Mon09222014

Last updateThu, 19 Nov 2015 8pm

   20140901MetroCastweb

CB runs by another opponent

CB runs by another opponent

The Colonial Beach Drifters seemed to have mastered the “ground and pound” approach to football. Led ...

Injured vets honored after bus breaks down on way to event

Injured vets honored after bus breaks down on way to event

Colonial Beach’s effort to honor two dozen injured soldiers from Walter Reed Army Medical Center lit...

Ex-chief sues town for $400K

Ex-chief sues town for $400K

Former Colonial Beach Police Chief Kenneth Blevins, Sr. has filed suit in Westmoreland County Circui...

Inn at Montross has new lease on life

Inn at Montross has new lease on life

The historic brick building at 21 Polk St., Montross, has been many things.  

The original build...

Rain can’t dampen fun for AARP

Rain can’t dampen fun for AARP

The 2014 annual AARP Chapter 3195 picnic was moved inside the American Legion Post 89 Building this ...

Officials: Locals need to toughen land use rules

Officials: Locals need to toughen land use rules

Two state officials and other panelists told more than 100 audience members localities need to stren...

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King George

SETTING

KG seeks best bang for tourism bucks

Wednesday, 17 September 2014
KG seeks best bang for tourism bucks

King George Director of Economic Development Linwood Thomas has been tasked with coming up with ideas for the use of $42,000 toward some tourism efforts, as well as to consider how future annual amoun...

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Colonial Beach

SETTING

High cost dooms local event

Wednesday, 17 September 2014
High cost dooms local event

Money was the driving factor for the Colonial Beach Chamber of Commerce’s decision to discontinue hosting the Liberty Cup portion of the UWP-IJSBA Watercross  National Tour Jet Ski races.

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Westmoreland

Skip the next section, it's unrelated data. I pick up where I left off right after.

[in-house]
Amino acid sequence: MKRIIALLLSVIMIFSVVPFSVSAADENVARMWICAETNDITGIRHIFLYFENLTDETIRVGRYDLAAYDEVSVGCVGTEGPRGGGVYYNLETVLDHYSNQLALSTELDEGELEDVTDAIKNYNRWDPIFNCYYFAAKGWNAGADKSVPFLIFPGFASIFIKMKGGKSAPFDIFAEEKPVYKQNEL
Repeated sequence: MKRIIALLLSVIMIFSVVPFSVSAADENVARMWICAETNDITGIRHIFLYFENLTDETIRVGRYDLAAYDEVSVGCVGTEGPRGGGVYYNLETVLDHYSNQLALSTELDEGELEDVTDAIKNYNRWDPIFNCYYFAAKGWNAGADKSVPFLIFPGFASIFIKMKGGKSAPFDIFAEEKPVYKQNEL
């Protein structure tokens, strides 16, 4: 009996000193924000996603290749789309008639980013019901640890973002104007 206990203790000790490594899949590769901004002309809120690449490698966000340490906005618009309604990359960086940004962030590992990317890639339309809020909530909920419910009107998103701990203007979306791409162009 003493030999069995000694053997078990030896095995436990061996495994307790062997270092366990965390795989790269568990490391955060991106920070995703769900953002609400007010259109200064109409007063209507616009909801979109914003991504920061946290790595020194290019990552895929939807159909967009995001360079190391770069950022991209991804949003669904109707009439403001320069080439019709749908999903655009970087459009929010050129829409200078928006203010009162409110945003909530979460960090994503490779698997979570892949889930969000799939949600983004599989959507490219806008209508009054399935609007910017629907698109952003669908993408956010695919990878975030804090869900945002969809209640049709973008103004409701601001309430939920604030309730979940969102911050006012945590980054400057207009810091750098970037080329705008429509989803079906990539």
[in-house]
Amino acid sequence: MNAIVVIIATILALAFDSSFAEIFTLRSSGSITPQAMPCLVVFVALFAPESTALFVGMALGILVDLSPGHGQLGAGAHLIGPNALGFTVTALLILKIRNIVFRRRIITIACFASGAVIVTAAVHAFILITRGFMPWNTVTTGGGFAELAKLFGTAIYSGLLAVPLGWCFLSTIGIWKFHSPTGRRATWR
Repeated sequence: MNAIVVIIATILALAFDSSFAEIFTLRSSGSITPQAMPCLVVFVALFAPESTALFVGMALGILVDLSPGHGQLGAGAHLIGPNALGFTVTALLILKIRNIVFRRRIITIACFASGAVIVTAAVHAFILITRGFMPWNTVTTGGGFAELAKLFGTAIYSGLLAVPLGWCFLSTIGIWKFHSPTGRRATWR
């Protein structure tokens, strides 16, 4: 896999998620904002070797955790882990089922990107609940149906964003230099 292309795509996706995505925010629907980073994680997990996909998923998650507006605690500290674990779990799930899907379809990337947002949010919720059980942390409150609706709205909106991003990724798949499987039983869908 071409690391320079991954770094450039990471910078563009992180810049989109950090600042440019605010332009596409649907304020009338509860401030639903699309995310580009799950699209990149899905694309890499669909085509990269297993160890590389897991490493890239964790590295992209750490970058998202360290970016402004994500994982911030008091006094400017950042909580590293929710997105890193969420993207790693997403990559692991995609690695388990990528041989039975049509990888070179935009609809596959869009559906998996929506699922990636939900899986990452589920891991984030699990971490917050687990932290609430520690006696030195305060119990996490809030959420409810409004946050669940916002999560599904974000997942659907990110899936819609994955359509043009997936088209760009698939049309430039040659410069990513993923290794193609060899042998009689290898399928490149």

SETTING

Inn at Montross has new lease on life

Wednesday, 10 September 2014
Inn at Montross has new lease on life

The historic brick building at 21 Polk St., Montross, has been many things.  

The original building, constructed on the site in the late 17th century, first was Minor’s Ordinary and then Spence Ta...

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Sports

SETTING

CB runs by another opponent

Wednesday, 17 September 2014
CB runs by another opponent

The Colonial Beach Drifters seemed to have mastered the “ground and pound” approach to football.
Led again by Lamar Lucas, the Black and Gold ran over, around and past the Franklin Broncos for 405 yard...

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Area Deaths

SETTING

Teresa M. Martin

Tuesday, 02 September 2014

Teresa M. Martin, 57, of Paden City, WV died Saturday, August 30, 2014 as the result of an automobile accident in King George, VA.

 Teresa was born May 8, 1957 in New Martinsville, WV, daughter of...

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Columnists

SETTING

Antiques Considered - September 17, 2014

Wednesday, 17 September 2014
Antiques Considered - September 17, 2014

This week we have a set of Limoges plates and a Rose Medallion teapot.  The plates include a large cake plate and 12 individual plates, all marked J. Pouyat, Limoges.  All are in excellent c...

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Office-for-rent Jrnl Bldg 20130925

Update on Rappahannock River fishing

In a recent correspondence with John Odenkirk of VDGIF, I learned that reports many of us had already heard about snakeheads being in the Rappahannock River are true. I was also able to receive more information about the bass population in the upper and lower portions of the river as well. Here is the

summary of what Odenkirk shared from his findings that he and his fellow biologists put together over the past few months.

 

Snakeheads